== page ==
Arts organization obtains $ 250,000 grant to fund projects by Maine artists of all stripes


PORTLAND, Maine – A local arts organization is interested in giving dozens of individual artists in Maine a grant for their projects.

SPACE, a multidisciplinary arts nonprofit, has received $ 250,000 in pandemic relief funds that it intends to redistribute to artists in Maine. The organization is one of 66 U.S. organizations to receive $ 20 million in funding through the National Endowment for the Arts made available through the American Rescue Plan and designed to help artists during the pandemic.

“I’m really excited to be standing next to the current artistic workforce,” said Kelsey Halladay Johnson, CEO of the organization. “We are able to envision different types of artistic programming work that we have not been able to touch with the granting before. ”

The funds will be awarded to independent artists who work in a variety of disciplines, including creative writing, music, film, performance and the visual arts. This is different from many other arts funding, which is often used to support the programming or administrative work of regional arts organizations, which have also had access to PPP loans in the past 18 months.

Musicians, performers and other artists have been hit hard by the pandemic, which has closed or limited the functions of venues offering in-person stages, galleries or other services. A third of nonprofits in the United States were in financial danger from the pandemic, according to a joint study conducted in March 2021 by research group Candid and the Center for Disaster Philanthropy, and many of them were arts organizations.

According to Johnson, the pandemic has widened the gaps between well-heeled artists and recent college graduates and other young artists who lack access to wealth or resources. Grants like these can help solve this problem.

“These types of project-based grants are really about the integrity of an idea and artistic excellence,” Johnson said. “They can be huge portals for artists to move from one phase of their career to another.”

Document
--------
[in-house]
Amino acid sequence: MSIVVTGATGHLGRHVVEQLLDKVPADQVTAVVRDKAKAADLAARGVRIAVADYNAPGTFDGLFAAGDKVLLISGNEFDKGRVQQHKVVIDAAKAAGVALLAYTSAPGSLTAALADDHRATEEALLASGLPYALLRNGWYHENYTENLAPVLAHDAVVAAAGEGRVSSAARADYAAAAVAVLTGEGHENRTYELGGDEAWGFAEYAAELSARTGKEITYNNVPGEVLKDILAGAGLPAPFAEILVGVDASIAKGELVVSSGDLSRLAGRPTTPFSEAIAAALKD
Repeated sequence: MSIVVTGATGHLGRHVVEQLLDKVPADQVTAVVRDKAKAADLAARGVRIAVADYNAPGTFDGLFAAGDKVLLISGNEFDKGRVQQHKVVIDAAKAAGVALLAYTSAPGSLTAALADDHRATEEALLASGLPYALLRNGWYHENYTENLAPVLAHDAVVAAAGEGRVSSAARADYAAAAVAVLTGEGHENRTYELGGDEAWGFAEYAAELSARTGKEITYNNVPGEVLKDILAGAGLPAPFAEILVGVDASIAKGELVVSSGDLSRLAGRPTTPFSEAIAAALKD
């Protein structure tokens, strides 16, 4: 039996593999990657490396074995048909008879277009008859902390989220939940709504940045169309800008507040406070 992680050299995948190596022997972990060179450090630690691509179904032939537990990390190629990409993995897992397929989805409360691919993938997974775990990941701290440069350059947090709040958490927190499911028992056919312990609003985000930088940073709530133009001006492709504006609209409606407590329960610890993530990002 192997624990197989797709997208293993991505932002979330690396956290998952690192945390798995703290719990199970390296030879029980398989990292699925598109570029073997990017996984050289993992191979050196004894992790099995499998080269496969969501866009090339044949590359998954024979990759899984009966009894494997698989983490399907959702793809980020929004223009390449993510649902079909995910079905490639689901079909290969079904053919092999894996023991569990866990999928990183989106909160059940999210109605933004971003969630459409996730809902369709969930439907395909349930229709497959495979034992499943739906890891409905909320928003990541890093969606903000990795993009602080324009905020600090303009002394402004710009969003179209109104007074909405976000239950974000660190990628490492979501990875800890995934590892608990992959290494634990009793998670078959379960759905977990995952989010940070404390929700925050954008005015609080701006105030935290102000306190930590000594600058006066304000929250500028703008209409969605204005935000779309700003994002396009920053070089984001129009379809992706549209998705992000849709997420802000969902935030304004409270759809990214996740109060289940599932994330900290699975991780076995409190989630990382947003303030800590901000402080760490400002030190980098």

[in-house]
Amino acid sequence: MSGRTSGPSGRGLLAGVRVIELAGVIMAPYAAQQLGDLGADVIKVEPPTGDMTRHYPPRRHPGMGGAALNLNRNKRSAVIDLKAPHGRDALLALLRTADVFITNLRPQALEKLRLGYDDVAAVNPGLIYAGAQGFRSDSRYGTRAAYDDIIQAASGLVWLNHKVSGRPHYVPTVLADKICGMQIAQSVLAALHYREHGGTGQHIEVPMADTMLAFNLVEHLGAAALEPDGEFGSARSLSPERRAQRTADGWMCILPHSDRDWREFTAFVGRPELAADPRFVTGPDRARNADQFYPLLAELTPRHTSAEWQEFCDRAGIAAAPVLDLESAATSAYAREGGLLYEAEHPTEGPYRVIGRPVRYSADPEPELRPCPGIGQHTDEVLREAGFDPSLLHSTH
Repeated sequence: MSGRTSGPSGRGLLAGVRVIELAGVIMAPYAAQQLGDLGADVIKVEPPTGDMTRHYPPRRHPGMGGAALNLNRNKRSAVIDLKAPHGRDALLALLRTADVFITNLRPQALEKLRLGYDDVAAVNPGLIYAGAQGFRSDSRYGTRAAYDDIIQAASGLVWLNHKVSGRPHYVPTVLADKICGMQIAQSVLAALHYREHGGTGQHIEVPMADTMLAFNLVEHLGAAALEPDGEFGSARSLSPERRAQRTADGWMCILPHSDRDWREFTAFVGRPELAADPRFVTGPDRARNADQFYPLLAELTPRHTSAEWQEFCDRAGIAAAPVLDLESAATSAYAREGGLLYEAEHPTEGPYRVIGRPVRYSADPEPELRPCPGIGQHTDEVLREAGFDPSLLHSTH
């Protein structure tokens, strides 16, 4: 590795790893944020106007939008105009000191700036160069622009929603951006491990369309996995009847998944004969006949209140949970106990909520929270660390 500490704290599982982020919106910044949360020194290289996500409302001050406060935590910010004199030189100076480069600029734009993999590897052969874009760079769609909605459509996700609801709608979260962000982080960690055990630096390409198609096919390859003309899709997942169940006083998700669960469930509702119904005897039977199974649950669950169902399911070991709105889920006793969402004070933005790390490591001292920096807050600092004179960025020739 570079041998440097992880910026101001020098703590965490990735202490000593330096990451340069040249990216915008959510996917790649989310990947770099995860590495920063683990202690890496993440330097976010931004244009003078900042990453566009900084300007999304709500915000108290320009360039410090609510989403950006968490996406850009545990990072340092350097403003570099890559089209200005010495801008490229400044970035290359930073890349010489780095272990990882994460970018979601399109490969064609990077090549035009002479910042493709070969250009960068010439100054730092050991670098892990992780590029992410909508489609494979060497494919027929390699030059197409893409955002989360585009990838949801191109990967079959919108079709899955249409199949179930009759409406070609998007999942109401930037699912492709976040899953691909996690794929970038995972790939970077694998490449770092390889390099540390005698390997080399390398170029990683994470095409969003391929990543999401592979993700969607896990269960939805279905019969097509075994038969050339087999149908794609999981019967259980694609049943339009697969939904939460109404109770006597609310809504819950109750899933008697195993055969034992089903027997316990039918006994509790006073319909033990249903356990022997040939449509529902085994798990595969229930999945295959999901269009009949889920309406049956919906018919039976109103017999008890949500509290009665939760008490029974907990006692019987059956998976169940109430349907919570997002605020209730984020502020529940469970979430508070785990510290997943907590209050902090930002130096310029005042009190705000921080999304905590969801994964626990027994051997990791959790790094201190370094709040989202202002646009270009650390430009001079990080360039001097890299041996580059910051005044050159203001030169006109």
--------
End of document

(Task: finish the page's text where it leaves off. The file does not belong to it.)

The organization will announce separate discipline-based application dates in January 2022. Johnson estimates individual scholarships to be between $ 3,500 and $ 5,000.

SPACE distributed more than $ 284,000 in grants to artists in Maine during the pandemic, including the project based on Sonic Visions Fund and a Maine Musician Relief Fund which awarded grants of $ 1,000 to 70 musicians statewide. The organization also hosts the annual Kindling Fund, which provides grants to visual artists through the Andy Warhol Foundation.

Local artists have also received help through the Maine Arts Commission. The state program distributed more than $ 127,000 in March, of which $ 36,000 went to individual artists and more than $ 91,000 to arts organizations.

Congresswoman Chellie Pingree, a Democrat who oversees the funding of the NEA as chair of the House Appropriations subcommittee for Home, Environment and Related Agencies, presented the relief grants to emergency as tools to aid the creative economy of the state.

“The arts are a $ 1.5 billion industry and support thousands of jobs, but despite the previous help from the CARES Act, our cultural institutions and our arts community continue to face serious challenges as they are struggling to recover, ”Pingree said.

Entering its 20th year, SPACE recently increased the number of board seats from 10 to 15, hoping to “bring more diversity and cultural perspectives. [for] a better balance of contributions to our decision-making, ”said Board Chair Emily Bruce.

The organization has so far added three notable names with Maine connections to its board of directors, artist Rachel Gloria Adams; Pablo Anaya of the ACLU of Maine and Justine Ludwig, a graduate of Colby College and executive director of the New York-based public arts organization Creative Time.


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